Signs and Symptoms of Night Blindness
The only symptom associated with night blindness is increased difficulty seeing things in dark. It seems to be effecting more when your eyes undergo a transition from a properly lit environment to a lowly lit environment.
Similarly, you’ll have problems driving at night due to sporadic nature of vehicle’s headlights and streetlights on roads.
11: Color Blindness
Color blindness, also known as color deficiency is an eye condition when the pigments found in eye cones have some problem and you cannot see the colors in the normal manner.
Signs and Symptoms of Color Blindness
Trouble distinguishing between different colors
Failure in seeing differing tones or shades of the same color
12: Eye Floaters
Strings, black/gray specks or cobwebs drifting around with the movement of your eyes and darting away when trying to look through them, eye floaters are basically spots in your vision.
Signs and Symptoms of Eye Floaters
Appearance of dark specks or transparent strings floating around within your vision
Movement of the spots in correspondence with the movement of your eyes, quickly moving out of your visual field when looked upon
High visibility of the spots when looked at against a plain bright background like a white wall or blue sky
13: Nearsightedness (Myopia)
When you can view the objects close to you clearly enough, while getting a blurry vision of the objects far away, this eye condition is referred as myopia or nearsightedness. This happens because of irregular bending of light (refraction) due to the shape of your eye. The resultant images are focused in front of your retina rather than being focused right on it.
Signs and Symptoms of Nearsightedness
Vision getting blurry when looking at distant objects
Requiring squinting or partial closing of the eyelids to get a clear vision of something
Eyestrain leading to headaches
Difficulty viewing objects while driving a vehicle, particularly at night (night myopia)
14: Farsightedness (Hypermetropia)
Unlike myopia, hypermetropia or farsightedness refers to an eye condition when you have a clear vision looking at far placed things, while getting a blurry vision of nearby objects.
Signs and Symptoms of Farsightedness
Vision getting blurry for objects close by
Need to squint for getting a better vision
Headache hitting after tasks needing your focus on close by objects
When your vision gets out of focus due to the abnormally curved cornea (the clear tissue lining the front of the eye), this eye disorder is referred as ‘astigmatism’ or ‘keratoconus’.
Signs and Symptoms of Astigmatism
Distorted and blurry vision at close range as well as at a distance
Difficulty in seeing things at night
Human eyes’ inability to focus on nearby objects due to gradual loss of vision is referred as “Presbyopia”, an eye disease normally associated with aging. Mostly, it remains unnoticeable until early to mid 40s and continues progression until 65 years of age or so.
Signs and Symptoms of Presbyopia
Blurry vision and inability to read at normal reading distance
Eyestrain (mostly accompanied with headaches) as a result of activities requiring close-up vision
The phenomenon of protrusion of the eyeball is referred as “Proptosis”, also termed as “Exophthalmos” when such protrusion is caused by the “Graves’ disease”. Orbital mass or inflammation, thrombosis of cavernous sinus, fistulas and expansion of orbital bones are some of the common reasons behind this abnormal protrusion of eyeballs.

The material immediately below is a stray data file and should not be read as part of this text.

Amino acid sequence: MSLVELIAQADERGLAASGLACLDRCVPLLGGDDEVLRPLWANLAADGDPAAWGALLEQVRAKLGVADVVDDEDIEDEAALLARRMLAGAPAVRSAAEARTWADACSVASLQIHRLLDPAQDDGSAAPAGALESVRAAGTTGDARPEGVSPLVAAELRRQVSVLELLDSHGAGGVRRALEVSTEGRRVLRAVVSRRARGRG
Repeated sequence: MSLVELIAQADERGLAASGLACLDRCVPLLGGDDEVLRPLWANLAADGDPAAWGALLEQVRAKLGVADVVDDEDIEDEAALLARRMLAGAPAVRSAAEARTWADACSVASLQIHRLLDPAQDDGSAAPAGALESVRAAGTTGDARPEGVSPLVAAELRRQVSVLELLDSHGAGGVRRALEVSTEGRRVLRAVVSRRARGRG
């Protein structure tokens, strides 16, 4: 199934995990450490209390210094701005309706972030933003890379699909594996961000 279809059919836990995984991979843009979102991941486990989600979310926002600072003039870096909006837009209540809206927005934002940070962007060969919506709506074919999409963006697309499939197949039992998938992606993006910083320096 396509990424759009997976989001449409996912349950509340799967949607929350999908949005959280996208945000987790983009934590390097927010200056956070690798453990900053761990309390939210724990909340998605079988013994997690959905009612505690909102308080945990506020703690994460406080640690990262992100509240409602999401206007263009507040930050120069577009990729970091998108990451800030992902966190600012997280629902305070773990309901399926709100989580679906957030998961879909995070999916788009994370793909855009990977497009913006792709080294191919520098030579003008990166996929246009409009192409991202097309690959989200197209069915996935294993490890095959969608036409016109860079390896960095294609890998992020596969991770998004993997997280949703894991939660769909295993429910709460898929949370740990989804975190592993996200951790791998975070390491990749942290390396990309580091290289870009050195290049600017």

Signs and Symptoms of Proptosis
Eye pain and irritation
Eye secretions (lacrimation)
Diplopia (double vision resulting from weakened eye muscles)
18: Strabismus (Crossed Eyes)
Strabismus (or “Crossed Eyes”) represents misaligned eyes pointing in different directions and this misalignment can either be intermittent or constant. Strabismus exists in four common forms, i.e. “esotropia” and “exotropia”, “hypotropia” and “hypertropia”.
Signs and Symptoms of Strabismus
Eyes’ inability to focus on a particular point at the same time
Uncoordinated eye movements
Loss of depth perception
19: Macular Edema
Macula is the central region of the retina (constituted by the light sensitive tissues located at the back of the eye, wherein macula within the retina serves for sharp, straight-ahead vision) and unwanted buildup of fluids there is referred as the “Macular Edema”. Any accumulation of fluids inside the macula results in swelling and thickening of the macula, which leads to distorted vision.
Signs and Symptoms of Macular Edema
Wavy or blurry vision in or around your central field of vision is considered as the very first symptom of macular edema in most cases. Some people also complain of colors appearing faded or washed. In fact, macular edema symptoms vary anywhere between slightly blurry vision to significant vision loss. If this disease attacks only one of your eyes, you may not even notice blurriness in your vision until the condition is already in advanced stage.
Aconite relieves the pain and inflammation in an eye injury, usually given as the first line of defense as soon as the injury or trauma has occurred. It is also given for pain due to a foreign object in the eye
Arnica is good for bruising, black eyes, and bleeding. It can be taken internally every hour if needed until the eye feels better or when the bruise and swelling is decreased. It is also good for eye socket injuries, and for injury to the soft tissue surrounding the eyes.
Alumina is useful for dryness due to lack of aqueous
Arsenicum album is useful for dryness due to inflammation
Apis is useful for pain, swelling, heat, allergy eyes, and pressure sensation.